Objective

In this vignette we will see how to modify your outputs. Basically you can:

Load the usual R packages

Start by loading all usual libraries.

library(ClinReport)
library(officer)
library(flextable)
library(emmeans)

Load your data.

# We will use fake data
data(datafake)
print(head(datafake))
#>    y_numeric y_logistic y_poisson   baseline   VAR GROUP TIMEPOINT SUBJID
#> 1 -0.4203490          1         5 -0.4203490 Cat 1     A        D0 Subj 1
#> 2 -0.1570941          1         5 -0.1570941 Cat 2     A        D0 Subj 1
#> 3         NA          0         3 -2.0853720 Cat 2     A        D0 Subj 1
#> 4 -0.4728527          0         5 -0.4728527 Cat 1     A        D0 Subj 1
#> 5 -0.8651713          1         4 -0.8651713 Cat 1     A        D0 Subj 1
#> 6 -1.5476907          1         3 -1.5476907 Cat 1     A        D0 Subj 1

Mixed Quantitative and Qualitative statistics

You can mix qualitative and quantitative outputs. It's possible only if there is only 1 explicative variable, and it should be the same variable for both response:

tab1=report.quanti(data=datafake,y="y_numeric",
        x1="GROUP",subjid="SUBJID",y.label="Y numeric")

tab2=report.quali(data=datafake,y="y_logistic",
        x1="GROUP",subjid="SUBJID",y.label="Y logistic")

tab3=regroup(tab1,tab2,rbind.label="The label of your choice")


report.doc(tab3,title="Mixed Qualitative and Quantitative output",
colspan.value="Treatment group")

Table 1: Mixed Qualitative and Quantitative output

Treatment group

The label of your choice

Levels

Statistics

A (N=30)

B (N=21)

C (N=17)

Y numeric

N

180

120

96

Mean (SD)

1.46(1.50)

3.15(2.00)

3.87(2.52)

Median

1.59

3.75

4.73

[Q1;Q3]

[0.45;2.50]

[2.46;4.44]

[3.44;5.30]

[Min;Max]

[-2.34;4.36]

[-2.44;6.19]

[-2.99;7.96]

Missing

4

4

2

Y logistic

0

n (column %)

79(43.89%)

60(50.00%)

47(48.96%)

1

n (column %)

97(53.89%)

59(49.17%)

44(45.83%)

Missing n(%)

4(2.22%)

1(0.83%)

5(5.21%)

Report a specific quantitative statistic

You will have to specify the function corresponding to the statistics and use the func.stat argument

es=function(x) mean(x,na.rm=T)/sd(x,na.rm=T) 

tab=report.quanti(data=datafake,y="y_numeric",x1="GROUP",
total=TRUE,subjid="SUBJID",
func.stat=es,
func.stat.name="Effect size")

report.doc(tab,title="Example of a specific statistic reporting",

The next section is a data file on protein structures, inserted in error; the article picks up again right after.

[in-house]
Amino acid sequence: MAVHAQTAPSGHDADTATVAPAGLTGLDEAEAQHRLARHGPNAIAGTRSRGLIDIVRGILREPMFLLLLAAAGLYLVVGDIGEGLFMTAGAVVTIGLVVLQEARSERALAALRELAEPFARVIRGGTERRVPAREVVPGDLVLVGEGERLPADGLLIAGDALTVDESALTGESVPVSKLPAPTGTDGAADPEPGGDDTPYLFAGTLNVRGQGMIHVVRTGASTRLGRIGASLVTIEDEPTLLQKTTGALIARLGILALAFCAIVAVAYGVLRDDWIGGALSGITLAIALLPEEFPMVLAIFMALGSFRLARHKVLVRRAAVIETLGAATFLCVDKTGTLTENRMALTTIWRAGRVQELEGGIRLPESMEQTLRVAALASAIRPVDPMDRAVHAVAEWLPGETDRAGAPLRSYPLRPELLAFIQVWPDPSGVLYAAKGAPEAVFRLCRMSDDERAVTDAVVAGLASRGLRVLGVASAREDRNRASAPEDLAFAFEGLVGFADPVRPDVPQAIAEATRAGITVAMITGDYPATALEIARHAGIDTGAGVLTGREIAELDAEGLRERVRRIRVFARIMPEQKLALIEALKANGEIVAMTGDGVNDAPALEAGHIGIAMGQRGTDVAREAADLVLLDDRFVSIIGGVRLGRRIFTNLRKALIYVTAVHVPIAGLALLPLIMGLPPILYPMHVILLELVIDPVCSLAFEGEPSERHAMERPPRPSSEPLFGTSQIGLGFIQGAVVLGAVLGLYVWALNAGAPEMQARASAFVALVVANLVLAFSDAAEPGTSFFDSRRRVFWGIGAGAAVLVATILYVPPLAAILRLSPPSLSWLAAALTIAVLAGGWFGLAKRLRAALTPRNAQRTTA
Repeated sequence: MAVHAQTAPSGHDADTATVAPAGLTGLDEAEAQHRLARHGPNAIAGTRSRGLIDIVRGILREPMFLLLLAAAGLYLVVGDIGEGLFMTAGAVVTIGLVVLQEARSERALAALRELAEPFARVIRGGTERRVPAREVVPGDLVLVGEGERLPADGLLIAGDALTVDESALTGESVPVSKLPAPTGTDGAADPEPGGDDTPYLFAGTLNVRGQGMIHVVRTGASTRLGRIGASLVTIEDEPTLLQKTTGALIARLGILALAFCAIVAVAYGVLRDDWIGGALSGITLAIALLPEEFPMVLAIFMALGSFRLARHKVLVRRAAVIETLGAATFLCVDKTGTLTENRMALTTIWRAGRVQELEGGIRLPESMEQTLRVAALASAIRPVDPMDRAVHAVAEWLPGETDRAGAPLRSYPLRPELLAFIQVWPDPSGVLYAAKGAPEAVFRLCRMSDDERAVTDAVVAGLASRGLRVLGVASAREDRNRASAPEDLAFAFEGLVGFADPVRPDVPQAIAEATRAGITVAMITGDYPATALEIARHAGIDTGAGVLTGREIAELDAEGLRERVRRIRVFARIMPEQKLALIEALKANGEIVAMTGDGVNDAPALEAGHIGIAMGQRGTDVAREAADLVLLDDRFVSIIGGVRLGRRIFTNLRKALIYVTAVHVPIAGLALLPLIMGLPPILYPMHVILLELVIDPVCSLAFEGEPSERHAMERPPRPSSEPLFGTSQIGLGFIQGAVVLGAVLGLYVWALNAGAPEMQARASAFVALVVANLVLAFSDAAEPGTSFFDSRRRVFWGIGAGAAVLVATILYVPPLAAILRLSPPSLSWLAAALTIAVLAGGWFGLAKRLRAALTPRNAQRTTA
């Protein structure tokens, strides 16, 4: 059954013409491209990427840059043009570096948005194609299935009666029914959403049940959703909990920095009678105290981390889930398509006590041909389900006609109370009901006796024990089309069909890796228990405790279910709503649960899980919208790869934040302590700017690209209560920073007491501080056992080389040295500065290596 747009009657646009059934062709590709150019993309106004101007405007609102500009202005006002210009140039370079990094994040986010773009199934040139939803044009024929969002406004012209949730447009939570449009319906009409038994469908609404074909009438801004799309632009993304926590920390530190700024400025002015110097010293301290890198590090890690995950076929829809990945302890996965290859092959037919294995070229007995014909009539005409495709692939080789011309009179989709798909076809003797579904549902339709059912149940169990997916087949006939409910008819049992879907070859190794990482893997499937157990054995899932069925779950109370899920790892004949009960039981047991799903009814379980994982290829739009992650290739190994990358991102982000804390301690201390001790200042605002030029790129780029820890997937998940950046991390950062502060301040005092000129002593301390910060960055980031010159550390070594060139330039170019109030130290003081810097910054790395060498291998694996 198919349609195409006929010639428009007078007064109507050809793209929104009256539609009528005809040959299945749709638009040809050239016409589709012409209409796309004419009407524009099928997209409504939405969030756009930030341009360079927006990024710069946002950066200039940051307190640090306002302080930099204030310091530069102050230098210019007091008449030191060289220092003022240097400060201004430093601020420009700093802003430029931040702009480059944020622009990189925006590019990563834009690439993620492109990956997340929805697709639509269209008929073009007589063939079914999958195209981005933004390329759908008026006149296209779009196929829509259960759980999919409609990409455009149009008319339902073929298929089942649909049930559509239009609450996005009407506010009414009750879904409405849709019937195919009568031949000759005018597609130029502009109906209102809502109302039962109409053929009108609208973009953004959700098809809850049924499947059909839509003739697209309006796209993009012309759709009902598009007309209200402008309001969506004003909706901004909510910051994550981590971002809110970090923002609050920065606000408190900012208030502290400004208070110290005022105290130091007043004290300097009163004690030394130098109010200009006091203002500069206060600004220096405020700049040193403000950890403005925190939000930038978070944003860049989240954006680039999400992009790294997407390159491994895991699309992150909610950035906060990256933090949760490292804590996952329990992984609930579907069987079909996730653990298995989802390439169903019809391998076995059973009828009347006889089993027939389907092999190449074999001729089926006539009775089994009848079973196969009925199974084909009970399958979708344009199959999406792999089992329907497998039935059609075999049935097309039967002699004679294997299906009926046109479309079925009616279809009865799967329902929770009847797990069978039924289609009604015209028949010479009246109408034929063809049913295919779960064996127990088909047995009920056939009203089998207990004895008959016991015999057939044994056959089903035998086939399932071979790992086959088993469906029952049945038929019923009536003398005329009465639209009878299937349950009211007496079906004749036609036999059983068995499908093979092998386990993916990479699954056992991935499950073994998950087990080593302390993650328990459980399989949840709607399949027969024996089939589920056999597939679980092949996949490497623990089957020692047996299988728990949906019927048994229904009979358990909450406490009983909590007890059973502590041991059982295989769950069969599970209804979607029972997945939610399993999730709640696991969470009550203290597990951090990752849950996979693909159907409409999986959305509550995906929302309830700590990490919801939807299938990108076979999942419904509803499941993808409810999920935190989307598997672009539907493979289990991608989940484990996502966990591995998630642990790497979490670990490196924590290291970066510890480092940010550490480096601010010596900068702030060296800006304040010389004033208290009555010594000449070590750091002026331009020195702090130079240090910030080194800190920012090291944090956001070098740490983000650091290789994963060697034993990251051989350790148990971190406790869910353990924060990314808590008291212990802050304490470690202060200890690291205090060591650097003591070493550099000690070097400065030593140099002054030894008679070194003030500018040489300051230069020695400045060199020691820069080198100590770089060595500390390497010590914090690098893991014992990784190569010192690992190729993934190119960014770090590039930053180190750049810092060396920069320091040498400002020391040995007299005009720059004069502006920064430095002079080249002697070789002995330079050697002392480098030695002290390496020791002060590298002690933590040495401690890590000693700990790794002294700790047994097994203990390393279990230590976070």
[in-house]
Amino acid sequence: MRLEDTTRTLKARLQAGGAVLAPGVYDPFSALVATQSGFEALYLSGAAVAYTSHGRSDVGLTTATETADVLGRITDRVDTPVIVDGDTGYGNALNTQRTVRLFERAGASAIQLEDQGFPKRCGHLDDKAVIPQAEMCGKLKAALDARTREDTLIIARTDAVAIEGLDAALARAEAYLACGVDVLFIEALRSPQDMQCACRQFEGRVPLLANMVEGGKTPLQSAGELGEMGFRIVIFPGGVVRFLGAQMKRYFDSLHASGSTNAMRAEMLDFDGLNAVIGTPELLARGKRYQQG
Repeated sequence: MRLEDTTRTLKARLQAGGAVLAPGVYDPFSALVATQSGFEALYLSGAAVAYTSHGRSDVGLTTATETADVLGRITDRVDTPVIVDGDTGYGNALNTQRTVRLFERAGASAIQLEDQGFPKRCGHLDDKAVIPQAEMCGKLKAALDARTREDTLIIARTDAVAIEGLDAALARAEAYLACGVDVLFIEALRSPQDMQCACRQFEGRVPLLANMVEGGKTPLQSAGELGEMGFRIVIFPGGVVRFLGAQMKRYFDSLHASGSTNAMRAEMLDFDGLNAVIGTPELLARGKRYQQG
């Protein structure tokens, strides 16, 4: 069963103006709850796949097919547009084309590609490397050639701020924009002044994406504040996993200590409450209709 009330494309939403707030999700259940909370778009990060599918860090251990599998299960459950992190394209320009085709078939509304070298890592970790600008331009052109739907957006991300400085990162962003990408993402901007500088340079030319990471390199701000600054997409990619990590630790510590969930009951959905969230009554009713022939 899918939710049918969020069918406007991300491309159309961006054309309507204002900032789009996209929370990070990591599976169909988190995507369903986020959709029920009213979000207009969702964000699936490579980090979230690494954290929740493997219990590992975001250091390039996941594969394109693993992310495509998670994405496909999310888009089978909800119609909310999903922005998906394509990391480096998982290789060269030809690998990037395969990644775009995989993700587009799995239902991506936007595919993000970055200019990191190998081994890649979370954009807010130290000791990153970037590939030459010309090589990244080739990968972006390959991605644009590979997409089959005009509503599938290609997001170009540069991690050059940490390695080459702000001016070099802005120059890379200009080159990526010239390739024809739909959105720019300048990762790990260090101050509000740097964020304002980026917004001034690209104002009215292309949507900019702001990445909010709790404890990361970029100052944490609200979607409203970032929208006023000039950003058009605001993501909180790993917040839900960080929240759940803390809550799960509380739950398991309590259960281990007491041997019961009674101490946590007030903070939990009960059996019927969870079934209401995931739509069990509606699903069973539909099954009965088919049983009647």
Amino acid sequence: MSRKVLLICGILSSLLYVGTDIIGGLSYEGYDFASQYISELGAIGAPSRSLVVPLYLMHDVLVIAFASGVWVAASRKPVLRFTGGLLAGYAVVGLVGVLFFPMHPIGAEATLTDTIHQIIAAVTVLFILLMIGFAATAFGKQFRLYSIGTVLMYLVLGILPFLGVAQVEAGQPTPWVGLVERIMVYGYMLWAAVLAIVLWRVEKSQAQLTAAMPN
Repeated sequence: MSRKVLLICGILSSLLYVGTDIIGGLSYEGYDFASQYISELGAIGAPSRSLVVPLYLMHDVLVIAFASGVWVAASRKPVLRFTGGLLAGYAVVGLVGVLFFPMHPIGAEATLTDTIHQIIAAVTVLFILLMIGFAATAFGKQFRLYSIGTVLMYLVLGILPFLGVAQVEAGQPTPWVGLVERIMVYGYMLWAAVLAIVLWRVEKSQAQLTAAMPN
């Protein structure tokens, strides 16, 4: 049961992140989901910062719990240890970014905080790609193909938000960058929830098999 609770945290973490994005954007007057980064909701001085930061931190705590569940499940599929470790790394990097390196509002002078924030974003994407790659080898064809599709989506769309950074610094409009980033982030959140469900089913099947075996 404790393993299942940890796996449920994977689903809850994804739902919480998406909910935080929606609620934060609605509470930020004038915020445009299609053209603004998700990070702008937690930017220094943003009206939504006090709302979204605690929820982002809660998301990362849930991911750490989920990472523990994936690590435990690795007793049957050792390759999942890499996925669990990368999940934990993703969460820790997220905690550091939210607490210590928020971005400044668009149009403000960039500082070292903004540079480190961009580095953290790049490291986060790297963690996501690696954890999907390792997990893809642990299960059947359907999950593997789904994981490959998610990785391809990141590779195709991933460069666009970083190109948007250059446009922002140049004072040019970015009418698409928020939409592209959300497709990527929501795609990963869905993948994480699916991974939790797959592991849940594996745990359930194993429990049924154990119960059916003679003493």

colspan.value="Treatment group")

Table 2: Example of a specific statistic reporting

Treatment group

Statistics

A (N=30)

B (N=21)

C (N=17)

Total (N=68)

Effect size

0.98

1.57

1.53

1.16

Add a specific statistics to an existing table

You can also add a specific (or several) statistics to an existing table.

Let's say you want the default statistics (mean, median, sd etc..) plus some specific statistics like the mode or the coefficient of variation.

In this case, you can use the add.stat() function with the pos argument to choose where you want to add this statistic:

# The default statistics are given here:

tab1=report.quanti(data=datafake,y="y_numeric",x1="GROUP",total=TRUE,subjid="SUBJID")

 # Define the function corresponding to the coefficient of variation for example

cv=function(y) sd(y,na.rm=TRUE)/mean(y,na.rm=TRUE)

 # We use the add.stat function to add CV at the second row:

tab1.cv=add.stat(tab1,datafake,func.stat=cv,func.stat.name="Coef. Var",
 pos=2)

report.doc(tab1.cv,title="Example of adding a coefficient of variation")

Table 3: Example of adding a coefficient of variation

Statistics

A (N=30)

B (N=21)

C (N=17)

Total (N=68)

N

180

120

96

396

Coef. Var

1.03

0.64

0.65

0.86

Mean (SD)

1.46(1.50)

3.15(2.00)

3.87(2.52)

2.56(2.20)

Median

1.59

3.75

4.73

2.71

[Q1;Q3]

[0.45;2.50]

[2.46;4.44]

[3.44;5.30]

[1.04;4.33]

[Min;Max]

[-2.34;4.36]

[-2.44;6.19]

[-2.99;7.96]

[-2.99;7.96]

Missing

4

4

2

10


 # Same with 2 explicative variables

tab=report.quanti(data=datafake,y="y_numeric",x1="GROUP",
 x2="TIMEPOINT",total=TRUE,subjid="SUBJID",
        at.row="TIMEPOINT")

 tab=add.stat(tab,datafake,func.stat=cv,func.stat.name="Coef. Var",
 pos=2)


 # And on position 5, we can add for example the mode

 mode=function(x)
 {
   x=na.omit(x)
   ux <- unique(x)
   ux[which.max(tabulate(match(x, ux)))]
 }


 tab=add.stat(tab,datafake,func.stat=mode,func.stat.name="Mode",pos=5)

 report.doc(tab,title="Example of adding 2 more statistics in an existing table",
 colspan.value="Treatment Group")

Table 4: Example of adding 2 more statistics in an existing table

Treatment Group

TIMEPOINT

Statistics

A (N=30)

B (N=21)

C (N=17)

Total (N=68)

D0

N

30

20

16

66

Coef. Var

-0.92

-1.62

-0.78

-1.04

Mean (SD)

-0.93(0.86)

-0.67(1.09)

-1.19(0.92)

-0.92(0.95)

Median

-0.82

-0.69

-1.26

-0.86

Mode

-0.42

-0.36

-0.75

-0.42

[Q1;Q3]

[-1.59;-0.16]